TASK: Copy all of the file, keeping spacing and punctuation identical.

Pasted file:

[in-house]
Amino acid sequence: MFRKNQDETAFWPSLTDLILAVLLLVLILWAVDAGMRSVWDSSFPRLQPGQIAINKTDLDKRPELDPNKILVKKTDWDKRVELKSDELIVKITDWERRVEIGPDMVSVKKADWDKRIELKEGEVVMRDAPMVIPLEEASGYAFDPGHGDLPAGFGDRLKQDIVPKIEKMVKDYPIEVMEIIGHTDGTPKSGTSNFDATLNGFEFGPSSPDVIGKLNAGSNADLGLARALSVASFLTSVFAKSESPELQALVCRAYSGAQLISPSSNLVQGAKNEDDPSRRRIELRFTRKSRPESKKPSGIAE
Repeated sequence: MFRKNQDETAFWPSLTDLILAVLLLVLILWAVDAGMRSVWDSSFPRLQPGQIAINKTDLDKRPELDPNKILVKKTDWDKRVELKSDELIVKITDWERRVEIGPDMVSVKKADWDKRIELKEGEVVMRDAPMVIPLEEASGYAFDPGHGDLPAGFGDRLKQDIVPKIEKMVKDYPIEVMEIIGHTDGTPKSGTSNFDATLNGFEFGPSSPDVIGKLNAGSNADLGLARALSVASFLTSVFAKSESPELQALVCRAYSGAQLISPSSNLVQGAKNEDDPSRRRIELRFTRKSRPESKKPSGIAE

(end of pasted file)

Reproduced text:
[in-house]
Amino acid sequence: MFRKNQDETAFWPSLTDLILAVLLLVLILWAVDAGMRSVWDSSFPRLQPGQIAINKTDLDKRPELDPNKILVKKTDWDKRVELKSDELIVKITDWERRVEIGPDMVSVKKADWDKRIELKEGEVVMRDAPMVIPLEEASGYAFDPGHGDLPAGFGDRLKQDIVPKIEKMVKDYPIEVMEIIGHTDGTPKSGTSNFDATLNGFEFGPSSPDVIGKLNAGSNADLGLARALSVASFLTSVFAKSESPELQALVCRAYSGAQLISPSSNLVQGAKNEDDPSRRRIELRFTRKSRPESKKPSGIAE
Repeated sequence: MFRKNQDETAFWPSLTDLILAVLLLVLILWAVDAGMRSVWDSSFPRLQPGQIAINKTDLDKRPELDPNKILVKKTDWDKRVELKSDELIVKITDWERRVEIGPDMVSVKKADWDKRIELKEGEVVMRDAPMVIPLEEASGYAFDPGHGDLPAGFGDRLKQDIVPKIEKMVKDYPIEVMEIIGHTDGTPKSGTSNFDATLNGFEFGPSSPDVIGKLNAGSNADLGLARALSVASFLTSVFAKSESPELQALVCRAYSGAQLISPSSNLVQGAKNEDDPSRRRIELRFTRKSRPESKKPSGIAE